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Muscular Strength and Endurance Test

Muscular Strength and Endurance Test

Tue, 3 Nov 2009

Muscular strength and endurance is critical to both your health and ability to carry out daily activities, such as performing household tasks (yard work, carrying groceries) or job-related tasks (lifting or moving heavy objects). There are many ways to measure your muscular strength and endurance, often with a focus on a specific group of muscles.

The Half Sit-Up Test

One of the most frequently measured muscle groups is the abdominal (stomach) muscles. Several tests (for example, sit-up and curl-up tests) have been developed to measure mainly abdominal muscular strength and endurance. We are going to use an abdominal muscular strength and endurance test called the “YMCA Half Sit-Up” test, which is a curl-up test since you lift your trunk only partially off the floor.

Equipment/Test Setting:

  • Mat or rug,
  • Stopwatch or watch with a second hand,
  • Four strips of tape to place 3.5 inches apart on mat or rug to provide start and end position for the curl-up.

Prepare the mat or rug with the tape strips as shown in the picture. You need to be able to feel the tape as your fingers move across the mat or rug from the starting and ending positions. We recommend that you do the test with a partner.

Directions:

  1. Lie face-up on mat or rug with knees at a right angle (that is, 90º) and feet flat on the ground. The feet are not held down.
  2. Place hands palms facing down on the mat or rug with the fingers touching the first piece of tape.
  3. Flatten your lower back to the mat or rug, and half sit-up so that your fingers move from the first piece of tape to the second. Then return your shoulders to the mat or rug and repeat the movement as described. Your head does not have to touch the surface. Keep your lower back flat on the mat or rug during the movements – if you arch your back, it can cause injury.
  4. Your partner will count the number of half sit-ups performed in one minute. Pace yourself so you can do half sit-ups for one minute.
  5. Record your results.
* The half sit-up test is re-printed from the YMCA Fitness Testing and Assessment Manual, 4th edition, 2000, with permission of YMCA of the USA, 101 N. Wacker Drive, Chicago, IL 60606.

Standard and Modified Push-Up

Alert! If you have shoulder, elbow, or wrist pain, doing this test may aggravate your condition.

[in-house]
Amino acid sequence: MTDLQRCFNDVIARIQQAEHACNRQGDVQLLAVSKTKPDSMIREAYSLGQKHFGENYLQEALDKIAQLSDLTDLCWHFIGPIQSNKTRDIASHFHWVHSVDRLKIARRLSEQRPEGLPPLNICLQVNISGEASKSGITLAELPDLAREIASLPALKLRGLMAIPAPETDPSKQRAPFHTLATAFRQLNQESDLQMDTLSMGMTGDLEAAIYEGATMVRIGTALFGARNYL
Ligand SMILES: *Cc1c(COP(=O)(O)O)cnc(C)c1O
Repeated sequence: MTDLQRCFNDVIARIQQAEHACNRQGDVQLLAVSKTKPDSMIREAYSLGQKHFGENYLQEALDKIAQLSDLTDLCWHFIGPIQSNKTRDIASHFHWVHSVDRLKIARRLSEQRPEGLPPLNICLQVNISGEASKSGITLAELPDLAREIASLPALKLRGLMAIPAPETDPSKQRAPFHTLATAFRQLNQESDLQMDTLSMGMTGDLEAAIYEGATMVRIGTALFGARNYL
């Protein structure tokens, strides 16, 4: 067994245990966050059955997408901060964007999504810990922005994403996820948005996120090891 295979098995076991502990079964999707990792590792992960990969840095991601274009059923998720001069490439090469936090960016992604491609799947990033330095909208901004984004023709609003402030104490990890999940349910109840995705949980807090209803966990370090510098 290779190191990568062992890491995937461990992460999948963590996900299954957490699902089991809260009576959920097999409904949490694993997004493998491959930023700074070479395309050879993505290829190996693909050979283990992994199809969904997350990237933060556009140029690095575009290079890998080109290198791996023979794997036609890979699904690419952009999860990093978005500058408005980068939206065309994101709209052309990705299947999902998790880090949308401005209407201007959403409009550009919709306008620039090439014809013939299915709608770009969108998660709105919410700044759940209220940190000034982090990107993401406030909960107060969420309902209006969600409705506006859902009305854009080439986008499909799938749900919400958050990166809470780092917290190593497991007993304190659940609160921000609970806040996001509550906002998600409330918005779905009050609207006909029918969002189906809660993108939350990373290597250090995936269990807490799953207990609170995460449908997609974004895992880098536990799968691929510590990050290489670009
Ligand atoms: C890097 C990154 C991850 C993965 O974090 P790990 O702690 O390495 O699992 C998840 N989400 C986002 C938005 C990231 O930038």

The muscles of the upper body and shoulders are another frequently measured muscle group. Several tests (for example, pull-up and push-up) are used to measure the strength and endurance of these muscle groups. Less muscular strength and endurance of the upper body and shoulder group may increase the chances that a person may have shoulder pain in middle or older adulthood.

In the standard push-up test, you push your body up and down using muscles in your arms, shoulders and chest, while keeping your body straight with your feet serving as the pivot point. Your body weight is your workload. Females can reduce the load by having their knees touching the floor and acting as the pivot point. In this test, only the upper body is the load. We are going to use standard push-ups and modified push-ups as our tests for upper body and shoulder muscular strength and endurance.

  1. Males start in the standard push-up position (elevated). Hands should be shoulder width apart, arms extended straight out under the shoulders, back and legs in a straight line, and toes curled under. Females do a modified push-up with knees bent and touching the floor. Starting in the up position, hands should be slightly ahead of the shoulders so hands are in the proper position for the downward motion.
  2. Lower until the chest is about 2 inches from the floor and rise up again.
  3. Perform the test until you cannot complete any more push-ups while keeping your back straight and, if you are a male, keeping the legs straight as well. The key to completing the test properly is to maintain a rigid position and keep the back flat. If necessary, you can take a brief rest in the up position (not lying on the floor).
  4. Record your results.
* Normative data for the push-up and modified push-up are based on a population that is 20 years of age and older. These data and the test protocol are used with permission of The Cooper Institute, 12330 Preston Road, Dallas, TX 75230.

What the results mean

Half Sit-Up. The half sit-up test is mainly an indicator of your abdominal muscular strength and endurance. However, you also use other muscle groups while performing the test. Scoring in the “below average” to “very poor” category shows that your muscular strength and endurance may be low and needs to improve. Low abdominal muscular strength and endurance may lead to muscle fatigue and may lead to back injury.

Push-Up. The push-up test score is an indicator of your upper-body and shoulder muscular strength and endurance. Scoring in the “below average” or “poor” category shows that your muscular strength and endurance may be low and needs to improve. Poor upper-body and shoulder muscular strength and endurance may lead to shoulder pain. Remember, better strength and endurance make everyday activities easier to do.

How to improve muscular strength and endurance

You can improve your strength and endurance by repeating the same exercise more often, or by working against a heavier load and keeping the number of repetitions the same.

You can repeat the half sit-up movement and vary the load by having your arms in front of you (easiest) or placing them folded across the chest or behind your head (more difficult).

You can repeat the push-up movement and make them easier by doing them against a wall or harder by doing the standard push-up (most difficult).


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